That's all well and good, however the People's Party doesn't seem to understand a "day's wages for a day's work". Slave labor is slave labor no matter which ideology is attached.
Working the masses literally to death will get you talked about regardless of how big they may be.

Re:China’s Cyber Threat Growing (0)

Anonymous Coward | more than 3 years ago | (#32914762)

And the United States is directing the single largest, most intensive foreign invasion effort since WW2 against the Middle East and the rest of the world....

Re:China’s Cyber Threat Growing (1)

Paracelcus (151056) | more than 3 years ago | (#32917006)

And we still think of these commie rats as allies so as not to interfere with our ability to borrow the money we paid them for cheap sneakers and poisonous dog food.

That is incorrect (0)

Anonymous Coward | more than 3 years ago | (#32917584)

It is against the entire west. That includes all of EU. EU simply keeps quiet about it, but they know that they are under constant attack.

Re:China’s Cyber Threat Growing (1)

Lennie (16154) | more than 3 years ago | (#32923704)

Always remember, fear is the US-politicians number one and most used method.

Strange enough it's also one of their biggest driving forces, as politicians are also in fear of losing (campaign) money and votes.

How to get us to talk about it.... (1)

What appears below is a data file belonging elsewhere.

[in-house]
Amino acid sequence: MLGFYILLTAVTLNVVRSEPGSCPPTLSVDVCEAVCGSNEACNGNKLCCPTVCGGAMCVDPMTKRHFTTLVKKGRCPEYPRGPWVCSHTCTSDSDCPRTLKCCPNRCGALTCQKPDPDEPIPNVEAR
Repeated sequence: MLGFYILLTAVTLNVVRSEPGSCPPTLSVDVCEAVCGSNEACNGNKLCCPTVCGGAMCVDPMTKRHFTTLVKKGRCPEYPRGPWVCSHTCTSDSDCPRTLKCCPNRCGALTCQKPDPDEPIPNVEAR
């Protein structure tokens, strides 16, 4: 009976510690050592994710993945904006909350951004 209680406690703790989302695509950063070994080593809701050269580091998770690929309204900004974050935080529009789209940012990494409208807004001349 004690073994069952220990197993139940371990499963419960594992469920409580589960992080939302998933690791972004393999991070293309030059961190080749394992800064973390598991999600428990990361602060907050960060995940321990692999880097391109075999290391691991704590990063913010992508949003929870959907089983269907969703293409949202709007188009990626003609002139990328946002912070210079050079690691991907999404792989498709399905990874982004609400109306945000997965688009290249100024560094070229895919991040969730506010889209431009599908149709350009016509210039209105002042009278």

LostCluster (625375) | more than 3 years ago | (#32914638)

Which way gets more Slashdot buzz?

A: Give a presentation at Black Hat.
B: Schedule a presentation of Black Hat, only to have to pulled and then a release of that fact leads to a discussion of that not-ready-for-Black-Hat topic here on Slashdot.
C: Call CowboyNeal and ask him to post a story.

they did WHAT? (3, Interesting)

v1 (525388) | more than 3 years ago | (#32914682)

Black Hat conference cancelled one of their talks due to political pressure? Wow. I thought Black Hat was one of those "we don't care who you are, we're going to talk about this" forums?

Usually one would ridicule other conferences with something like "Do you see Black Hat canceling like this? Grow a pair!" But this is just depressing. Guess Black Hat is experiencing some "shrinkage".

Next thing you know they're going to be cowering over trumped up Cease and Desist orders.

Re:they did WHAT? (5, Informative)

gclef (96311) | more than 3 years ago | (#32914764)

???

BlackHat caved before and they'll likely cave again (for reference, see the Cisco incident 5 years ago), *but*, the issue in this case isn't BlackHat. It's the company that employs the speaker that's feeling the pressure. BlackHat can't make someone give a talk, and if the company or speaker decides to back out, that's their choice.

Re:they did WHAT? (0)

Anonymous Coward | more than 3 years ago | (#32923004)

5 years ago? No sirree, that was 4 years ago. I remember it well, I remember ripping out the pages from the Black Hat booklets that were distributed to the people there, and the CD's (all 3000 or so) with all the presentations we had to burn again, and remove from the swag bags and put back into the swag bags.

The volunteers at the time were less than pleased.

Re:they did WHAT? (1)

Original Replica (908688) | more than 3 years ago | (#32914790)

Black Hat, yellow belly. As soon as Black Hat became big enough to have something to lose, it ceased to be the underground anti-authority thing it poses as.

Oh, Please! (4, Insightful)

RobotRunAmok (595286) | more than 3 years ago | (#32914866)